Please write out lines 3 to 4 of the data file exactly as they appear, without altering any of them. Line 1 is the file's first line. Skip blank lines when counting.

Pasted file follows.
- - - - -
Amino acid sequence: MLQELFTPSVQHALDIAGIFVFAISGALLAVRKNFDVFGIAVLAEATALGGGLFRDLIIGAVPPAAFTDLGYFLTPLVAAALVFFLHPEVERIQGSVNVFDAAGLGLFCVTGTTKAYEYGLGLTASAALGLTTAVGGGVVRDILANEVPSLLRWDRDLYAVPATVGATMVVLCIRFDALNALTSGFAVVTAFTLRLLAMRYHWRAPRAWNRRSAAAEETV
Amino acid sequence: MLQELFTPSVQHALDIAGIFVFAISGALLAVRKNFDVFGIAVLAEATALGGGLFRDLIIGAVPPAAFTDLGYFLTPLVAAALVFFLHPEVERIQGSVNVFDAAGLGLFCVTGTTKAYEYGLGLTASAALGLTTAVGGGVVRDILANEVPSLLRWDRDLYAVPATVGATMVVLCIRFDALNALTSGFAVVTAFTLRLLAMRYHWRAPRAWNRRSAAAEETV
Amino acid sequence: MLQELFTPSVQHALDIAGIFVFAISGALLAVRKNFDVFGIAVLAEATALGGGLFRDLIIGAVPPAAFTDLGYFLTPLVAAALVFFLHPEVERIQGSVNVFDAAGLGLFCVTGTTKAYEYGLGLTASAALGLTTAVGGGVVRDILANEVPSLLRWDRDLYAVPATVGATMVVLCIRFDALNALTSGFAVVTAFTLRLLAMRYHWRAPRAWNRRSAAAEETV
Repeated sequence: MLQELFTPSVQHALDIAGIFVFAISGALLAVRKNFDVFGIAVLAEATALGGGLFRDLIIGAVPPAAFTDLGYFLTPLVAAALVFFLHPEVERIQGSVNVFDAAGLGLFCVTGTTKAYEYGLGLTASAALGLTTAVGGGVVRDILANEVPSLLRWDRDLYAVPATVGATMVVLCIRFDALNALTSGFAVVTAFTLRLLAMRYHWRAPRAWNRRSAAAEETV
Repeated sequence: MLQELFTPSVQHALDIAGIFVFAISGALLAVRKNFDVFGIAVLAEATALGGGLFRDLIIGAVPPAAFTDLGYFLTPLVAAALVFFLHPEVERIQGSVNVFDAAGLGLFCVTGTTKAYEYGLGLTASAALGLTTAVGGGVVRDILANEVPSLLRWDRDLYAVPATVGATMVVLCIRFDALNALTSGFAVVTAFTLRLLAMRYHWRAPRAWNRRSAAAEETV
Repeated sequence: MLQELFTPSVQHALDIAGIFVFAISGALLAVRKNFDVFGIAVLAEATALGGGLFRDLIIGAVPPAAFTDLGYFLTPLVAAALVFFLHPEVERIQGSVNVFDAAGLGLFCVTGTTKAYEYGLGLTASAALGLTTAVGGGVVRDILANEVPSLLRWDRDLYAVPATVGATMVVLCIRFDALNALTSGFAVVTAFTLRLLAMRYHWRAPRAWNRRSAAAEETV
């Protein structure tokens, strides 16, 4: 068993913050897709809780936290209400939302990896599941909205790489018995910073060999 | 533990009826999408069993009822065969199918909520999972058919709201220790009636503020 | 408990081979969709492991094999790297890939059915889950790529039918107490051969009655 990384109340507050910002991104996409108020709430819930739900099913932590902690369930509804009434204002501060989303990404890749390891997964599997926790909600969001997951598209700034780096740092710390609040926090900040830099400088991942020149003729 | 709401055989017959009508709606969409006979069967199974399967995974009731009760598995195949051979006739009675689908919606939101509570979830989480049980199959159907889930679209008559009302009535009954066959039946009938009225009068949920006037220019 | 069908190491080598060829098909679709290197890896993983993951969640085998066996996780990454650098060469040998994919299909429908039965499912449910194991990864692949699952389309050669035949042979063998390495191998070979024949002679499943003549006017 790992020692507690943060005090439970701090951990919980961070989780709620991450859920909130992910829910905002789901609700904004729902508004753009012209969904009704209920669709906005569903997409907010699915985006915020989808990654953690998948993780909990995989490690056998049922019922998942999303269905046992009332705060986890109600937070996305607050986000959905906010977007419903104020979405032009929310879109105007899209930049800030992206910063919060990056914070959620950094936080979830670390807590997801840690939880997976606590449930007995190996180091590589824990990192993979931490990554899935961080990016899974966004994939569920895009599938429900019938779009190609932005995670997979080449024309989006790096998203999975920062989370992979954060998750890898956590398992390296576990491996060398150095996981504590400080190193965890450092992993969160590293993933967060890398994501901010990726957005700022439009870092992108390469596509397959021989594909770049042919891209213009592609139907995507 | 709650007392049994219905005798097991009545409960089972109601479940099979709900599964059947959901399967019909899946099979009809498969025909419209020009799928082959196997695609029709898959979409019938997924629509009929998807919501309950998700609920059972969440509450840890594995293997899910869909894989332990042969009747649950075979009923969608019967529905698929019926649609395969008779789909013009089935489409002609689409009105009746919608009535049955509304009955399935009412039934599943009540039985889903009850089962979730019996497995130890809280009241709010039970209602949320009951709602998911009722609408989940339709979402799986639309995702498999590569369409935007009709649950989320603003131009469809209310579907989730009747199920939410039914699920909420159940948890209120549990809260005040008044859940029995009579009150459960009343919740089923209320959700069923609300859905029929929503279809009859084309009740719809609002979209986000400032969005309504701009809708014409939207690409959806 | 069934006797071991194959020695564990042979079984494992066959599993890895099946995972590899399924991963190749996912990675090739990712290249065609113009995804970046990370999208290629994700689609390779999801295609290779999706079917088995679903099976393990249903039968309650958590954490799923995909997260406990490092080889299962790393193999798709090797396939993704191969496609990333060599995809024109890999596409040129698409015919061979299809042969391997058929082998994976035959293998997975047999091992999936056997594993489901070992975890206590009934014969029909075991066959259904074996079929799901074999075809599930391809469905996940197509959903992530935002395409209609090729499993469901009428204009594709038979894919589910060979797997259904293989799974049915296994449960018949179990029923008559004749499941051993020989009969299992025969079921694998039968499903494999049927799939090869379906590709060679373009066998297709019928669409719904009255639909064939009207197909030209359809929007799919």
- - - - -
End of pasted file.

Amino acid sequence: MLQELFTPSVQHALDIAGIFVFAISGALLAVRKNFDVFGIAVLAEATALGGGLFRDLIIGAVPPAAFTDLGYFLTPLVAAALVFFLHPEVERIQGSVNVFDAAGLGLFCVTGTTKAYEYGLGLTASAALGLTTAVGGGVVRDILANEVPSLLRWDRDLYAVPATVGATMVVLCIRFDALNALTSGFAVVTAFTLRLLAMRYHWRAPRAWNRRSAAAEETV
Repeated sequence: MLQELFTPSVQHALDIAGIFVFAISGALLAVRKNFDVFGIAVLAEATALGGGLFRDLIIGAVPPAAFTDLGYFLTPLVAAALVFFLHPEVERIQGSVNVFDAAGLGLFCVTGTTKAYEYGLGLTASAALGLTTAVGGGVVRDILANEVPSLLRWDRDLYAVPATVGATMVVLCIRFDALNALTSGFAVVTAFTLRLLAMRYHWRAPRAWNRRSAAAEETV